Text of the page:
This year’s Open Access Week runs from 23-29 October under the theme “Open in order to…” This is an invitation to reflect on many benefits of making research publications openly available. We are excited to present a series of blog posts celebrating the Open Access Week, starting with the announcement of new RPS functionality that is now available to UCL authors.
Most UCL researchers are used to the way Research Publications Service (RPS) searches external databases (like Scopus and Web of Science) to find publications that may belong to UCL authors, based on their search settings. By default, suggested publications are put in the pending publications list, where they can be manually reviewed and claimed (or rejected). Now, though, after a recent upgrade, RPS is even better at helping UCL authors record their publications.
We are very excited about the latest upgrade to RPS that introduced new tool that helps authors to identify their papers: auto-claiming. More than 2,000 authors at UCL already use their ORCID in RPS, but UCL’s Research Publications Service can now find and claim even more papers, using even more identifiers including e-mail address. When RPS can tell that a paper belongs to the author, it claims it automatically.
This new tool helps researchers to identify their papers and record them in RPS quickly, as it minimises number of publications that are sent to the pending list and need to be verified by authors. Now, all they need to do is to upload the final accepted manuscript for their research articles and conference proceedings, in compliance with the REF open access policy. Deposited manuscripts are then made openly available via UCL Discovery, UCL’s institutional repository (after a delay period, if publisher requires it).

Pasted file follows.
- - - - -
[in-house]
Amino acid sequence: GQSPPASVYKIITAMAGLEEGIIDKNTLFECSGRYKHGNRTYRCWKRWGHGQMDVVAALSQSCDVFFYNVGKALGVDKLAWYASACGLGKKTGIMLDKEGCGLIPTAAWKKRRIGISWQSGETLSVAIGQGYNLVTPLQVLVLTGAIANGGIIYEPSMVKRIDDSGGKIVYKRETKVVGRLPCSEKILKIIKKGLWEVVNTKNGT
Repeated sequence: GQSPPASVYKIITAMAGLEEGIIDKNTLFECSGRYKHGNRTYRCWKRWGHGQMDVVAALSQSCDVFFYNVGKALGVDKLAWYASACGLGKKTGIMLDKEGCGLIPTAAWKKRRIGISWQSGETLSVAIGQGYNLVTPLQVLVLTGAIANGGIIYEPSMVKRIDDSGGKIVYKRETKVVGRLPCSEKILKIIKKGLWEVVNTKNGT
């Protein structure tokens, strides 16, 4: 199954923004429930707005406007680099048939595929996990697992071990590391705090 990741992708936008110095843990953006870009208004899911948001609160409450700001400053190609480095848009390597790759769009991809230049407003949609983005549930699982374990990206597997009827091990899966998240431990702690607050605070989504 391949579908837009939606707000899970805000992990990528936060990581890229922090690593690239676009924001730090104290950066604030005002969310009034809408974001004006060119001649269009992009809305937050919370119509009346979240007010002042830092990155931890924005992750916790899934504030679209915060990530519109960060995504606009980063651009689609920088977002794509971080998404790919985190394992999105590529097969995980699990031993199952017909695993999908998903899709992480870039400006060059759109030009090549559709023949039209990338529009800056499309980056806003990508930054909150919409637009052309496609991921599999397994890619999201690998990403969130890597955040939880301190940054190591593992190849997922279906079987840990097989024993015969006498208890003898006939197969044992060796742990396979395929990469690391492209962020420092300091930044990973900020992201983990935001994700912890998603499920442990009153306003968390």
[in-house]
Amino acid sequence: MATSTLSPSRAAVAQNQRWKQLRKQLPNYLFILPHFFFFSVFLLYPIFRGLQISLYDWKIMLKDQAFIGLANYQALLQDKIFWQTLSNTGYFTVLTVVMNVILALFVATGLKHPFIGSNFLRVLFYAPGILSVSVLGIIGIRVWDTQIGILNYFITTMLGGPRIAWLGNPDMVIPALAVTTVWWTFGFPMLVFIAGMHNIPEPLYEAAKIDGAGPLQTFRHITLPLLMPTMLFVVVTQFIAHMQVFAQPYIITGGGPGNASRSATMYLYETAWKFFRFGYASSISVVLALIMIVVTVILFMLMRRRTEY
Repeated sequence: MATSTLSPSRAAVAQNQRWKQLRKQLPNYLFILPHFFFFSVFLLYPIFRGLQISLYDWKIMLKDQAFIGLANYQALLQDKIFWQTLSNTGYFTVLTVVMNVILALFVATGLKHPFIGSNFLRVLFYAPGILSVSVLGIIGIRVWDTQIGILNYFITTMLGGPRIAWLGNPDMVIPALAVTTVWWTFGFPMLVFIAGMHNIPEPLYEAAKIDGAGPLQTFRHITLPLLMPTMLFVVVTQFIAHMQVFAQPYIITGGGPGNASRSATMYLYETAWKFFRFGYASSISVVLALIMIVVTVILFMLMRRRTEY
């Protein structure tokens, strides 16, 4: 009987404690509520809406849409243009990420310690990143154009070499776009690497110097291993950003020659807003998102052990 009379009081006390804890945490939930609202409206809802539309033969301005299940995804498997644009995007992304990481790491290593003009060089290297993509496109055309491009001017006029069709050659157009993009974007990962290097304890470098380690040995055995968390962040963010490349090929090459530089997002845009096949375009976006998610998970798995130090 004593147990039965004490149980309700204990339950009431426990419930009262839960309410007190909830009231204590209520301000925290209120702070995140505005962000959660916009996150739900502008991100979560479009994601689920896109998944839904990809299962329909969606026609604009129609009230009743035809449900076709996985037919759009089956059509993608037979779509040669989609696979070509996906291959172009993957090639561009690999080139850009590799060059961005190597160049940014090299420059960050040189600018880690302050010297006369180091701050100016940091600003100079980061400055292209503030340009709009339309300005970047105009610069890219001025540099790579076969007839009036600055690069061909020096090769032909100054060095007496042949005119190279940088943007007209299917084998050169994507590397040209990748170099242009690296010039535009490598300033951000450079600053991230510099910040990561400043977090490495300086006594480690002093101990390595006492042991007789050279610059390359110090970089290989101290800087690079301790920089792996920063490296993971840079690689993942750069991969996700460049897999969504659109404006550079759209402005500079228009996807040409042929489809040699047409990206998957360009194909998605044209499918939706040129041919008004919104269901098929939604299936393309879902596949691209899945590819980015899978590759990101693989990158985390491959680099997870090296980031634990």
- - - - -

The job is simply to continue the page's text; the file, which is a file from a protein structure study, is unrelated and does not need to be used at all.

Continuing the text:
Authors can set RPS to automatically claim or reject their publications, if they contain any of the following identifiers:
- e-mail addresses
- arXiv Author Identifier
- com account
- ORCID ID
- Researcher ID
- Scopus ID
- SSRN Author ID
By default, the author’s UCL e-mail address is entered automatically, but other e-mail addresses used by researchers can be added.
Another very useful aspect of this new RPS feature is automated rejection of publications based on an identifier. When authors declare that certain identifier is not theirs, all publications that include that identifier will be automatically rejected and no longer be offered to the user for verification. This is particularly useful for authors with common names, and minimises the number of publications that are sent to the author’s pending publication list.
There is a guide explaining how to set up automated claiming available here, but if you have any questions about this or other aspects of RPS, please contact UCL Open Access Team at email@example.com